Red Bull Racing management has opted to ditch Renault engines in favour of Honda units for the 2019 Formula 1 season onwards. The team has signed a two-year deal with Honda until the end of 2020, which also happens to be the last year of the current engine regulations.
The move spells the end of a 12-year partnership between Red Bull Racing and Renault that has yielded 57 grand prix wins so far and four world championship doubles between 2010 and 2013.
Team principal Christian Horner said the switch was being made because it gave Red Bull the best chance to compete for titles again.
"This multi-year agreement with Honda signals the start of an exciting new phase in Aston Martin Red Bull Racing's efforts to compete not just for grand prix wins but for what is always our goal: championship titles," he said.
"We have always taken decisions such as this dispassionately and with only one criteria in mind: do we believe the outcome will allow us to compete at a higher level?
"After careful consideration and evaluation we are certain this partnership with Honda is the right direction for the team."
Red Bull has been monitoring Honda's development since sister team Toro Rosso replaced McLaren as the factory Honda F1 squad for this year.
"We have been impressed by Honda's commitment to F1, by the rapid steps they have made in recent times with our sister team Scuderia Toro Rosso, and by the scope of their ambition, which matches our own," Horner added.
"We look forward to working with Honda in the coming years and to racing together in pursuit of F1's biggest prizes."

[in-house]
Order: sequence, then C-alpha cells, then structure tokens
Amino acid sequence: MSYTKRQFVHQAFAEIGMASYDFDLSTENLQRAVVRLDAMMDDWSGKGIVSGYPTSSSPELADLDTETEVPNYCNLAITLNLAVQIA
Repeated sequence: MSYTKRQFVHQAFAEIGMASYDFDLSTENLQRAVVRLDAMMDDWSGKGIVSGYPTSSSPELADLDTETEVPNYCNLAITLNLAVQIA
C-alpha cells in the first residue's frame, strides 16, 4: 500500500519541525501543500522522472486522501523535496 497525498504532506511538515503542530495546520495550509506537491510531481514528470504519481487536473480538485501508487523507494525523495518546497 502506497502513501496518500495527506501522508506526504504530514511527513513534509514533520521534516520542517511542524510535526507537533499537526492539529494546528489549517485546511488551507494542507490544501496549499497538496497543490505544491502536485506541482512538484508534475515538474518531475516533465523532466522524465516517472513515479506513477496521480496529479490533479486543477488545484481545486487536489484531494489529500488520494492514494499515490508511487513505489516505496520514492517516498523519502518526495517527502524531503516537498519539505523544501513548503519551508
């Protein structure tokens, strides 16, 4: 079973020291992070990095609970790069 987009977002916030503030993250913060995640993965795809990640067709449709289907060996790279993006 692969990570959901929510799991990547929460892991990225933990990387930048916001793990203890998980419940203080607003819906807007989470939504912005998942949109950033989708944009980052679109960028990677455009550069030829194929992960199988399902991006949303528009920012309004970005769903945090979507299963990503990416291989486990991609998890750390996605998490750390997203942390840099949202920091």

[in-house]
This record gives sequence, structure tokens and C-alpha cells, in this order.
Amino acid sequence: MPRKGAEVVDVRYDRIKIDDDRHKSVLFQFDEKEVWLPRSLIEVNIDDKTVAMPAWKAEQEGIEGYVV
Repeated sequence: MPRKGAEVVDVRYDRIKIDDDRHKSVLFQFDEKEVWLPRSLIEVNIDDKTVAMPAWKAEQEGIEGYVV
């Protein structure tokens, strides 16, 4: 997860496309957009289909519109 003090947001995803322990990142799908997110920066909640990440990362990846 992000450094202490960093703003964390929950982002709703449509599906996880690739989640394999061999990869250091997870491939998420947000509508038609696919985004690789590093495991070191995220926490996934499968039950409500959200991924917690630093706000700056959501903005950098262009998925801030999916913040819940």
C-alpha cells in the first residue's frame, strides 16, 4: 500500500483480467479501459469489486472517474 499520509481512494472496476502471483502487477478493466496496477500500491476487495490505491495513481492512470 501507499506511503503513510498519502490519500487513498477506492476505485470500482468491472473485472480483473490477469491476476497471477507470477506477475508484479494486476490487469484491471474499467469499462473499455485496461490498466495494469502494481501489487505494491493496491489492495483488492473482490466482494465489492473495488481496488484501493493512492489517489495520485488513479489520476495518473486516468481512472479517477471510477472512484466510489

Toro Rosso will continue to run Honda power as well, giving the Japanese firm two F1 teams for the first time since it had Super Aguri alongside its works outfit in 2007/08.
Honda motor company president and representative director Takahiro Hachigo said: "Having two teams means we can access twice as much data as previously. We believe that working with both Toro Rosso and Red Bull Racing will allow us to get closer to our goal of winning races and championships, building two strong partnerships.
"Discussions proceeded very quickly, thanks to Red Bull's open and respectful attitude towards Honda, leading to a deal that is fair and equitable for all parties."
Relations between Red Bull and Renault had grown increasingly fractious in the years following their last title together, as Renault proved unable to match Mercedes and Ferrari in F1's hybrid era.
"We would like to thank Renault for the past 12 years, a period during which we experienced some incredible moments together," said Horner.
"We have sometimes had our differences but Renault has always worked tirelessly and to the best of its ability to provide us with a competitive power unit."
A Renault statement reacting to Red Bull's move said: "Two years after Renault's return as a works team, we consider this is a natural evolution for both Renault and Red Bull Racing in view of their respective aspirations.
"We are fully focused on the strong progression of Renault Sport Formula 1 Team, while continuing to foster the fresh relationship with McLaren Racing."